Crucially, India’s engagement with Islamist extremist terrorism over the past two and a half decades has resulted mainly from a proxy war waged by Pakistani state agencies via a succession of sarkari jihadi formations (officially-sponsored terrorist groups). These groups have been unleashed principally by the Pakistan Army and its Inter Services Intelligence (ISI) Directorate, though they are directly or implicitly supported by Islamabad's periodic “democratic” governments as well.[13] Controlling and dominating these formations’ activities became part of the nationalist strategic calculus of Pakistani state agencies, from which the formations received aid and prominence in proportion to the loyalty and obedience they demonstrated. However, Pakistan’s calculus was relatively predictable, limited, and susceptible to strategic countermeasures. Although the ideology of extremist Islamism and jihad was exploited to direct terrorism against India, it was harnessed to the limited strategic and territorial ambitions of the state agencies that supervised the terrorist formations. Religious principles were quickly diluted or abandoned if circumstances or assessments of state interest so demanded, and sarkari jihadi groups were swiftly demoted, sometimes decimated, if they sought to evolve agendas or ambitions of their own. By its very character, consequently, the state-sponsored jihad was limited in its objectives and operations.

The evolution of global jihad, spearheaded by non-state actors, albeit with significant and complex overlaps with a number of state players, has radically altered this calculus, introducing millenarian objectives and the acceptance of limitless violence. Al-Qa‘ida (AQ) leaders, including Osama bin Laden, saw themselves as catalysts who would provoke other Muslims to accept the objectives of global jihad and act independently for their attainment. These leaders planned catastrophic terrorist acts on an unprecedented scale—including the pursuit of nuclear and chemical weapons capabilities—in order to propagate their ideology.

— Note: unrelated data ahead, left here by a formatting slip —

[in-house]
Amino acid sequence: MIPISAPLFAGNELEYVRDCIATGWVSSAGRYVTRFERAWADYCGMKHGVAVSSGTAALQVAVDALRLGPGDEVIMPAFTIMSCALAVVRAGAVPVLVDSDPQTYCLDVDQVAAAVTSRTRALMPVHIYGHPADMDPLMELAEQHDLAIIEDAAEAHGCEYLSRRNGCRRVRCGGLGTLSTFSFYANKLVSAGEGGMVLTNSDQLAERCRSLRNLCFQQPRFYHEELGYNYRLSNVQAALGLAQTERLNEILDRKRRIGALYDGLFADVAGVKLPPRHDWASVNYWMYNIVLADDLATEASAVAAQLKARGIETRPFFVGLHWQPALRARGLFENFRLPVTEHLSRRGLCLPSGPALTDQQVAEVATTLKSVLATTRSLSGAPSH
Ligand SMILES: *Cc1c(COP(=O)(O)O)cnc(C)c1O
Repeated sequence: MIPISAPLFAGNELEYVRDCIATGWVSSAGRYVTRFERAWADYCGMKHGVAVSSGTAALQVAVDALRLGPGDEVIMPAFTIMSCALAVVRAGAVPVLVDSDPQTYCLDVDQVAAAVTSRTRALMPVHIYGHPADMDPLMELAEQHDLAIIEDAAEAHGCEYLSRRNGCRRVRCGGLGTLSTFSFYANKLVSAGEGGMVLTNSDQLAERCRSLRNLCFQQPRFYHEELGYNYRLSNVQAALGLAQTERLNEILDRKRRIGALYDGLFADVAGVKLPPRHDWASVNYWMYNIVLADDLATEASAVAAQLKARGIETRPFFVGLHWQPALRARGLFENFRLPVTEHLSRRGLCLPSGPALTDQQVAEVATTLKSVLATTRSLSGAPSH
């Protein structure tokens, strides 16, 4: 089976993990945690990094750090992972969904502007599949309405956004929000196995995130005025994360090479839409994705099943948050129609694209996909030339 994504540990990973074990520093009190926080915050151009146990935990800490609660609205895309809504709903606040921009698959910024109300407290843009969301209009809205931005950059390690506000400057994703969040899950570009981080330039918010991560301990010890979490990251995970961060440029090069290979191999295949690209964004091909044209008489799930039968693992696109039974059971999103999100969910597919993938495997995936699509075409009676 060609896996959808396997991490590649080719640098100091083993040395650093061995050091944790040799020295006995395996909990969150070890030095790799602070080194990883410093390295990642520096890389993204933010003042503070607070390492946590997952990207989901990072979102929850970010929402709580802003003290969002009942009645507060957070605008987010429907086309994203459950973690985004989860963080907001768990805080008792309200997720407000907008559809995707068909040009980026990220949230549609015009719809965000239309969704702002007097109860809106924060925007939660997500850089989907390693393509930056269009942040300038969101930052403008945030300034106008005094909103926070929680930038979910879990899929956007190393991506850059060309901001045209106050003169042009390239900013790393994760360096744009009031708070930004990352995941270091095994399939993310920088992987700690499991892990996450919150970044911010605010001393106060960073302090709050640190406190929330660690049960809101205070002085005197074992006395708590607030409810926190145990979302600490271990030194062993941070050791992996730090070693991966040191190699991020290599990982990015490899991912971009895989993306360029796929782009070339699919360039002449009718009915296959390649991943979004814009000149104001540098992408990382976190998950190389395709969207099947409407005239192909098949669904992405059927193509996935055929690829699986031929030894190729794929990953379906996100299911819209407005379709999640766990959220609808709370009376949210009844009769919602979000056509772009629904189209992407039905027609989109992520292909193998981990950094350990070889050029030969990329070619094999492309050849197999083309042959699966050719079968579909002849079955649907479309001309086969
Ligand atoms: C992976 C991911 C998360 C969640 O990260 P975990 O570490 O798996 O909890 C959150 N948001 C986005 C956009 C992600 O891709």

ISIS has now taken the AQ doctrine to a new level of barbarity, which it has projected worldwide in astonishingly successful and sophisticated Internet and media campaigns. K.P.S. Gill speaks of “the tremendous magnetism that both its [ISIS’s] successes and its excesses have exercised over the imagination of Muslim youth across the world . . . [which indicates] that much worse is to come.”[14]

These risks cannot be ignored. Nevertheless, assessments must be tempered with reality, and there is no reason to believe some of the more sensational projections that followed the announcements that AQ and ISIS had brought India into the scope of their ambitions. The realization of any threat potential―and a potential certainly exists―is a function of both intent and capacities, operating in a complex and dynamic interface. It is clear that the intent to escalate jihadi terrorism in India exists; thus capacities are the key to a realistic assessment of the threat.

Pakistan-backed Islamist terrorism in India has seen dramatic declines since 2001.[15] Pakistan's ideological hostility to India remains unchanged, but circumstances have forced a dilution of capacity, at least to the point where Islamabad is willing to accept somewhat delayed gratification regarding its expansionist goals. There are multiple causes for this weakening, including the transformation of the international context and a sharp diminution in the global tolerance of terror after 9/11; a shift in Islamabad’s priorities to the Afghan theater, where Pakistan sees a window of opportunity after the withdrawal of U.S.-NATO forces; the rising blowback of domestic terrorism; and the progressive dilution of Pakistan’s influence as an “aspirational state” among Indian Muslims. Nevertheless, the reserve armies of state-sponsored jihadis remain and flourish under the patronage of the ISI. An abrupt escalation or catastrophic terrorist attack is, consequently, well within the means of Pakistani state proxies.